Thursday, August 19

How We Sing

As I prepare for my sermon this coming Lord's Day, I have been thinking a good deal about the character and nature of singing. I ran across this old journal entry on what singing indicates in the heart and character of a man:

Iam lucis orto sidere
Deum precemur supplices,
ut in diurnis artibus
nos servet a nocentibus.

The harmonic drone of the chant for this Medieval Latin hymn is unvarying--like Medieval manners, customs, and generations. It has an ironic quality in it which savors at once both the pathetic and the steadfast. Its few notes recall those ancient themes which conceal something of the dreadful fallen estate of man but are yet buoyed by his supreme dignity and by the majestic purpose of the human will yielded to divine providence. Its Latin phrases ring out in the still morning air--and across the centuries--connecting us to the truth of the faith once and for all delivered to the saints, to the hope of the Kingdom that transcends all other kingdoms, and to the strength of a united Christendom against which even the gates of hell may never withstand:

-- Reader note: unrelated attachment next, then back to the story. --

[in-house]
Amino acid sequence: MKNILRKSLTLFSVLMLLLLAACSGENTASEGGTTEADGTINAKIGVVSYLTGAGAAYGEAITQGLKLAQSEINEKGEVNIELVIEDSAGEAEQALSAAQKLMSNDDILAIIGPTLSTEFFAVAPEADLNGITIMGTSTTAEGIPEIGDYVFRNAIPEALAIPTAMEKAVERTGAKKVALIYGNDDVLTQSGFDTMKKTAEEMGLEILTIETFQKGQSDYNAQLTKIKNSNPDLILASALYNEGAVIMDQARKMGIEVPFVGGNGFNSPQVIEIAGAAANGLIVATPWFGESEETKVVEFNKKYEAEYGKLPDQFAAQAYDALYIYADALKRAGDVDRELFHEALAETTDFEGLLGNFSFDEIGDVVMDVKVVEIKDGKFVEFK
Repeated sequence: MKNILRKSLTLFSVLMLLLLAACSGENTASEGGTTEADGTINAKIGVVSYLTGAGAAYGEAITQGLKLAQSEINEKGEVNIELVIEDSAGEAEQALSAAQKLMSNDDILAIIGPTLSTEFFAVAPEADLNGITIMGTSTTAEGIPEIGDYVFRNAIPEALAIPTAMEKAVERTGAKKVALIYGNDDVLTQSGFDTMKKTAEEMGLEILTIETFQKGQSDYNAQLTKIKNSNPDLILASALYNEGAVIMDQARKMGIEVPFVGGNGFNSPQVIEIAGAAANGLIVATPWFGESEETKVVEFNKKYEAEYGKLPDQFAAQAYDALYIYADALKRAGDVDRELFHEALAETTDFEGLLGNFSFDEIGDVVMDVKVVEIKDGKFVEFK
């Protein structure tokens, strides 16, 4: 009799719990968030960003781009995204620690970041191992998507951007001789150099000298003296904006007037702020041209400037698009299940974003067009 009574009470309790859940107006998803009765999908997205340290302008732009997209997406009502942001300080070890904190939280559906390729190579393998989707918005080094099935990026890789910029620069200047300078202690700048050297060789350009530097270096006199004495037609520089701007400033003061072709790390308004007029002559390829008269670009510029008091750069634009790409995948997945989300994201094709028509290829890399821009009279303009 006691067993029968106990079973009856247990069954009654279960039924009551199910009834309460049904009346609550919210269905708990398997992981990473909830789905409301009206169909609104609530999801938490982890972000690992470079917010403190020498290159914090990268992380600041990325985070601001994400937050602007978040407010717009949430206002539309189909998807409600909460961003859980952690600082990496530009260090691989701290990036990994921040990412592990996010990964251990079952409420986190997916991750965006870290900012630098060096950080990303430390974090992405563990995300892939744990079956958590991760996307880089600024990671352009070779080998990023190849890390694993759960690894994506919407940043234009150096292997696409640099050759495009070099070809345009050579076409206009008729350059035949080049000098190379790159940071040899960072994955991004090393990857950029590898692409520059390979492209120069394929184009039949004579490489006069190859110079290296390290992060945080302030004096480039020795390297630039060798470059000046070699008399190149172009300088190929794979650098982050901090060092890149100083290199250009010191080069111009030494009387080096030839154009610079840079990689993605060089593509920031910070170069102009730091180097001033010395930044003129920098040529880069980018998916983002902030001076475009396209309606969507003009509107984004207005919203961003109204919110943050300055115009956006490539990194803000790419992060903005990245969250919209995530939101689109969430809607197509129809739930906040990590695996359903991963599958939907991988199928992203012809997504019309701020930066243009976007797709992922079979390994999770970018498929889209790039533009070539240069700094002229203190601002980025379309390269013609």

Deo Patri sit gloria,
eiusque soli Filio,
cum Spiritu Paraclito,
et nuc et in perpetuum.

Singing such hymns lifts the heart, shortens the way, and advertises a man's reputation. It is an admirable thing. A man who so sings--loudly, clearly, and well--proves, more often than not, to be of good character. He is master of himself. He is strict and well managed. He is prompt, alert, swift, and to the point. He is unafraid and jolly. He is disciplined and congenial with a clear conscience before both God and men. There is method in him. All these things may be in a man who does not sing, of course. But singing makes them apparent.

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